Thursday, 14 March 2019

INSPIRATION BLOG TOUR - EXCERPT & GIVEAWAY



Maria Grace stops with us at  My Jane Austen Book Club to present her new release: Inspiration, a novella that features  Mr Darcy as an artist. For further information go on reading! Enjoy the excerpt and good luck in the giveaway contest (check the rafflecopter widget below this post)

Hello, Maria Grazia! It’s so good to visit with you again. I’m really excited to share with you my latest project, Inspiration. This has been such an unexpected project for me—starting with the plan to just write a scene, then growing to a short story, and finally ending up a novella.
Inspiration tell the story of gentleman artist Darcy and his muse who has fixated upon the one woman in the world wants nothing to do with him. I suppose my muse has been just an insistent as Darcy’s, making sure this tale got told.

Here’s a peek inside:


***

Bingley had business in London just after the ball, so he left the next day. Odd for him to be so closed lipped about his intentions; usually he was quite free with such information. But perhaps that was good as it offered Darcy a ready excuse to follow him to London.
But he could not, would not, go back to that county again. That Bennet woman was difficult enough to leave behind—not to mention her sympathies for Wickham were not to be borne. He could not risk becoming caught in her orbit. If that happened, he might never leave. Something he dare not risk.
Truly it was for the best.

***

A week after his return to London, the Hursts invited him to dine with them, Bingley and Miss Bingley. Since he was in the midst of a project, he would ordinarily have refused the offer. But there was something not quite right about the composition and a little time away might help his perspective, so he dressed and presented himself at Hurst’s townhome at the requisite date and time.
The butler led him down the finely appointed corridor—the Hursts’ taste was better than one might expect given the man’s manners—to the drawing room where Miss Bingley, and only Miss Bingley awaited him.
The back of his neck prickled and made certain the door was not closed behind him. He forced a calm expression, though he felt like a cornered rat.
“Good evening, Mr. Darcy.” She rose from the center of the white sofa and curtsied. Her pale blue silk skirts rippled and flowed with the movement, like the calm waters of a stream running in its course.

“Miss Bingley.” He sat down, choosing the chair second most distant from her—a rather uncomfortable ivory and blue bergere that was wrong for his frame in every dimension. The legs were too short, but the armrests too high. The seat cushion was too soft and the back overstuffed. In short, sitting in it was a miserable experience. But it was necessary; she was the type of woman to easily get the wrong idea and everything about the current situation suggested she very much wanted to do just that. While she was not nearly so dreadful an option as marrying his cousin, Anne, Miss Bingley was hardly a marriageable sort.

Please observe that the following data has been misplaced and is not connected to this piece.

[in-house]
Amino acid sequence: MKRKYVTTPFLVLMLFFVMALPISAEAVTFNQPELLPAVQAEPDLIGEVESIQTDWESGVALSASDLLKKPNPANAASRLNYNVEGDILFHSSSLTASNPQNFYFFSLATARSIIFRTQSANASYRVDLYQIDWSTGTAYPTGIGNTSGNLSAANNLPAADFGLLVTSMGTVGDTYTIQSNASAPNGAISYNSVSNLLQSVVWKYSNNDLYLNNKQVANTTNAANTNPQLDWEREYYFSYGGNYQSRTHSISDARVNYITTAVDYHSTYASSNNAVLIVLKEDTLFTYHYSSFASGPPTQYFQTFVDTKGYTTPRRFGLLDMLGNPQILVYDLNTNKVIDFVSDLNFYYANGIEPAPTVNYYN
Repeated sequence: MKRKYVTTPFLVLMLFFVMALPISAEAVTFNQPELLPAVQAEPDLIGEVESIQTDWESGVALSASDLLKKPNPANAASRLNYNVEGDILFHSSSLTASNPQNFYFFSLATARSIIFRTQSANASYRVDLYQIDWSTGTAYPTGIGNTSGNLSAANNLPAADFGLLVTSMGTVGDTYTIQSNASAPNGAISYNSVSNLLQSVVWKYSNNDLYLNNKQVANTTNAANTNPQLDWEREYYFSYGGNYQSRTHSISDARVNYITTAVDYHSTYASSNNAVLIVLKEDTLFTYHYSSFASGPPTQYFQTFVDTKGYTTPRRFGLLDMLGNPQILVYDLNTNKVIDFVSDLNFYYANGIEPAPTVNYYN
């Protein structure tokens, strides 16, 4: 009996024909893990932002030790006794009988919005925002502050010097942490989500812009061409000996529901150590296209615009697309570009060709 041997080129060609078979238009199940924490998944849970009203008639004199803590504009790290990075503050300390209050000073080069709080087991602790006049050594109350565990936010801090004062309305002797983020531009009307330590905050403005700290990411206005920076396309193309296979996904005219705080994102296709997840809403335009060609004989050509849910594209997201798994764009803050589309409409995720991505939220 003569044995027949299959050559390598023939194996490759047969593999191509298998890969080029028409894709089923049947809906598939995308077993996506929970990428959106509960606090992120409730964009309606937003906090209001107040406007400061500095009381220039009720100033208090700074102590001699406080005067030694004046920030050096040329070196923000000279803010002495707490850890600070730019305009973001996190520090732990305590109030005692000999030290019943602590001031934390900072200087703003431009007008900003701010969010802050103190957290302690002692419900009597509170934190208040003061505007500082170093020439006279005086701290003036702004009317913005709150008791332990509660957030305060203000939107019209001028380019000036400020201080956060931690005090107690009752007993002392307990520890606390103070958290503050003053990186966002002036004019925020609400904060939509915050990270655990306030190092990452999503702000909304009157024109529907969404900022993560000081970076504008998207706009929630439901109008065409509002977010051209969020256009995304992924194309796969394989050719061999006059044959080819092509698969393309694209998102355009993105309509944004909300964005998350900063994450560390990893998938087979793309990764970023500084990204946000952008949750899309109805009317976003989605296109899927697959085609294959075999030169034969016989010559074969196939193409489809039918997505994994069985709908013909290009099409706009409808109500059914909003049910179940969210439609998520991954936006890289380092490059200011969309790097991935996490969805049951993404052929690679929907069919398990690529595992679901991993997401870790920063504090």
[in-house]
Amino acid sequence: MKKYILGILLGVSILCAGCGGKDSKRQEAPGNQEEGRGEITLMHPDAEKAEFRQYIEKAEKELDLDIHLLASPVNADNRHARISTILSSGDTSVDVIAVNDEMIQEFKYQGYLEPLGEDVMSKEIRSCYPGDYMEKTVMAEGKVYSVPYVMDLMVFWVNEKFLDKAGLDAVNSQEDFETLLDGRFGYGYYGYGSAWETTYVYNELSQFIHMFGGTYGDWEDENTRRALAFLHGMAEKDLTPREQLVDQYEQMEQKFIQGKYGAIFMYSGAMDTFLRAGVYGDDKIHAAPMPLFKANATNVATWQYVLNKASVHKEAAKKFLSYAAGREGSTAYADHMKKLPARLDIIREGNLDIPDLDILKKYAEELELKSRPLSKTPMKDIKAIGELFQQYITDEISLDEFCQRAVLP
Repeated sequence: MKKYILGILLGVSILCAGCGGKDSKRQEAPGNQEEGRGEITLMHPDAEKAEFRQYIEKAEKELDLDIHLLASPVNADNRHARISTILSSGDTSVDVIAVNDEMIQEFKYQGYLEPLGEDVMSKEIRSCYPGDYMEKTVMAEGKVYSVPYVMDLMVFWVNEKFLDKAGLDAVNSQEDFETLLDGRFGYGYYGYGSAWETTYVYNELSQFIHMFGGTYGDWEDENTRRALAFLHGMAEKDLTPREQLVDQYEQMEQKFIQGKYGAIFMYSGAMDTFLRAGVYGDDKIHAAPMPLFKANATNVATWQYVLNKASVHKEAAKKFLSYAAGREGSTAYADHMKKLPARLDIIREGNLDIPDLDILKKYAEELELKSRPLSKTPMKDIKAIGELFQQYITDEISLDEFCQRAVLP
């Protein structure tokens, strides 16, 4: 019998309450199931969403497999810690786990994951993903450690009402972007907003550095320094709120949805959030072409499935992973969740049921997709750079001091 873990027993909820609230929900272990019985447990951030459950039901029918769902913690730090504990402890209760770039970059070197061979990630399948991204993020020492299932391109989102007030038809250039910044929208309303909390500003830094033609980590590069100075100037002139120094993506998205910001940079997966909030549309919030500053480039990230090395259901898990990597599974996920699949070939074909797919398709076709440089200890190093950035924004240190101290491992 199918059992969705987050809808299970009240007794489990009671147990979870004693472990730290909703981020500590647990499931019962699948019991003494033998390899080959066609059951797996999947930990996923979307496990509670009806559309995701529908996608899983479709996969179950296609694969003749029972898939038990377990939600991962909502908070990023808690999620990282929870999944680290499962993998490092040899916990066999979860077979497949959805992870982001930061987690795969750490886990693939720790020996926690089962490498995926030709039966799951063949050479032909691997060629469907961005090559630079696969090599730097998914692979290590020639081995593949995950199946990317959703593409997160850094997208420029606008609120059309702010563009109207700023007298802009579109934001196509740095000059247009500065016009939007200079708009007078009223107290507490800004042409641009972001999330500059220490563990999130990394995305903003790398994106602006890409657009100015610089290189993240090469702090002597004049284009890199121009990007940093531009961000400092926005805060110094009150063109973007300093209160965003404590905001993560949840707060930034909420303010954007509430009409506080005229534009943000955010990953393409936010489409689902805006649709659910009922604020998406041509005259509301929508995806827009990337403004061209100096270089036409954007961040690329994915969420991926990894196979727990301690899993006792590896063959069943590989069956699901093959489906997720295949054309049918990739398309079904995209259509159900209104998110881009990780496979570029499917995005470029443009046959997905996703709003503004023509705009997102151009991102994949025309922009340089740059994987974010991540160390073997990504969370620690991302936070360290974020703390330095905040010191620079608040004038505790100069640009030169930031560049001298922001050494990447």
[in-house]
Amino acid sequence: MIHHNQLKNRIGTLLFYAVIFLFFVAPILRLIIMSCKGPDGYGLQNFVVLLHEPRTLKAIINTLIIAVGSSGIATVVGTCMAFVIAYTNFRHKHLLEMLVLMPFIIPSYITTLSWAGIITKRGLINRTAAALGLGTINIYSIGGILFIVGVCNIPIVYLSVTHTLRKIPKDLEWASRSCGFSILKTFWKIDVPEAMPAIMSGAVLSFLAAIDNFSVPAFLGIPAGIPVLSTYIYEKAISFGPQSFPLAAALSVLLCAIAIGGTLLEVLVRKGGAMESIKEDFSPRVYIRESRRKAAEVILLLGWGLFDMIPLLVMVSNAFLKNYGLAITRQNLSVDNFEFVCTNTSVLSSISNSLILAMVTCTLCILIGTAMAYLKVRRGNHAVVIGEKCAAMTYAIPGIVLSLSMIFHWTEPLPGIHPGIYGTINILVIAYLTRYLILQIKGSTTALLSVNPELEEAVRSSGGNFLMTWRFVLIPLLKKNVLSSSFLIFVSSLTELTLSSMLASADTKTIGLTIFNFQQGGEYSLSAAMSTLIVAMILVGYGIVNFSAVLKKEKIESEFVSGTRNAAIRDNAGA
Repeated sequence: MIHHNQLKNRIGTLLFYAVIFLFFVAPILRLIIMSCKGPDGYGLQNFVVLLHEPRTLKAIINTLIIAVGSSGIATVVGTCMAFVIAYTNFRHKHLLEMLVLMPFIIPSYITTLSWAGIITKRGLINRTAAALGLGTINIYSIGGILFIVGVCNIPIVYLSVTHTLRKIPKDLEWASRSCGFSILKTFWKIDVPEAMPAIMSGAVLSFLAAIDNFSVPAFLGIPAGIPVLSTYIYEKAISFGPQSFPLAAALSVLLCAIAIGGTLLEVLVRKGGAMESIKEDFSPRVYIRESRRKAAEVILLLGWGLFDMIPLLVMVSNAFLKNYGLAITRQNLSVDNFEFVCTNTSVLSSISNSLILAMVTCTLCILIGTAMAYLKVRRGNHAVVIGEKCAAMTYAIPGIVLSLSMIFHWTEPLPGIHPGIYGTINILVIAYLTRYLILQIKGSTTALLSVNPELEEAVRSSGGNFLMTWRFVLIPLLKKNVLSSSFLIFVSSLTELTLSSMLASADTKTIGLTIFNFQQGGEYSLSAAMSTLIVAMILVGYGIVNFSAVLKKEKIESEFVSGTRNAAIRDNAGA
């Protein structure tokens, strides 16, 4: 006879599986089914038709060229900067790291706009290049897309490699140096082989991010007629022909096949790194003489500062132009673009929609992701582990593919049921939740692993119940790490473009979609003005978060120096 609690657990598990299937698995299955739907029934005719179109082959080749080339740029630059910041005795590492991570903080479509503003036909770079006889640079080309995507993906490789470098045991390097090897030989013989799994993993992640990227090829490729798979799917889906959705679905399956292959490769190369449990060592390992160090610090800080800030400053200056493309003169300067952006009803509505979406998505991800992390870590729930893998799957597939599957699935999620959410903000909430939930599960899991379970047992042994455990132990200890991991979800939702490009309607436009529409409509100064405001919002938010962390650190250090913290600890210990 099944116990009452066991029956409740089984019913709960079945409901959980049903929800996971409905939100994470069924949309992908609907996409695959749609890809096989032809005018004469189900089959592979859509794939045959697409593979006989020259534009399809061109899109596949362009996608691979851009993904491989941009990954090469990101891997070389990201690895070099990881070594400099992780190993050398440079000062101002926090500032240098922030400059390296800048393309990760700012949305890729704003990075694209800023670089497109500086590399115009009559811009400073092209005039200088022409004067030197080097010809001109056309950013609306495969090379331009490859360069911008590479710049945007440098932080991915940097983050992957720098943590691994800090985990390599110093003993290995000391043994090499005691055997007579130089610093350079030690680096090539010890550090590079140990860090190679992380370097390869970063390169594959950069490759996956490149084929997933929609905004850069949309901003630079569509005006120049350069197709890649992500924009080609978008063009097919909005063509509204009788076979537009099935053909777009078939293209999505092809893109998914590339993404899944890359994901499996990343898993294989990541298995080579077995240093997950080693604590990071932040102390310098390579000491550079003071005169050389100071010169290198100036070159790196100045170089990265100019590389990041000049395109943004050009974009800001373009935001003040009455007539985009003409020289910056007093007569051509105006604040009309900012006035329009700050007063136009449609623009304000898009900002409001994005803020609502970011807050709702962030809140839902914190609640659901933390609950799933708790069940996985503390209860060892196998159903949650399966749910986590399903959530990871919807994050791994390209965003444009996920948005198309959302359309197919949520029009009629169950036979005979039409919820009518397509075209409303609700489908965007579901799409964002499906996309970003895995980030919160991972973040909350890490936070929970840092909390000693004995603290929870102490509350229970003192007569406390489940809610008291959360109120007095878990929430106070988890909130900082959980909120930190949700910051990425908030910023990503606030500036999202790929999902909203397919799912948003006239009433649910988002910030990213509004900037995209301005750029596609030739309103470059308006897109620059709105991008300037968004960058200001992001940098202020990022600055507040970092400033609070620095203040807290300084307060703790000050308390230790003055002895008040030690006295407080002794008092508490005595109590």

No, that was hardly true, she was exactly the marriageable sort. And that was the problem. Miss Bingley was a woman with a large dowry and excellent accomplishments who could infuse cash into a floundering estate. That sort of exchange went on all the time, with both parties walking away satisfied: the gentlemen with his estate supported, she with an entry into the gentry and all the respectability that came with it.

Exactly the sort of business arrangement he neither wanted nor needed.
“I hope you will forgive me for suggesting you arrive slightly earlier than perhaps my brothers and sister were prepared for.” She returned to her seat, folded her hands in her lap and posed, like a model sitting for a portrait.
Was that her intention? She would not be the first to try to drop hints to him. It was so difficult to tell with this woman. The backdrop of the room, neatly and elegantly decorated with just enough color to please the eye, but not so much as to be jarring, felt natural enough. Perhaps she was not hinting that he should take her likeness.
“I had hoped that I might have a few private words with you before Charles comes down.” Her gaze flickered toward the doorway.
Private words? His chest tightened. “Go on.”
“I am so worried about him. I fear he might be in grave danger of making some serious mistakes.” Her brow knit just enough to show concern, but not so much as to be unattractive.
Was that expression something she had learnt in school? It seemed like the sort of thing that might be taught, as it was hardly natural. How many times had he needed to school a model on getting just the right balance?
“What sort of error? Is he contemplating some sort of business he has not told me about?” Bingley had been rather more secretive recently.
“Not to my knowledge, but that is hardly the sort of thing that he discusses with me.” She looked down at her hands. “There are other serious mistakes that a man like him might make.”
“Such as?”
“The business of marriage.”
“Marriage? He has said nothing to me of such a thing. I am certain he would discuss such a step with me before he took it.” He would be a fool if he did not. Bingley was in no position for society to forgive him a significant social blunder—like marrying the wrong sort of woman.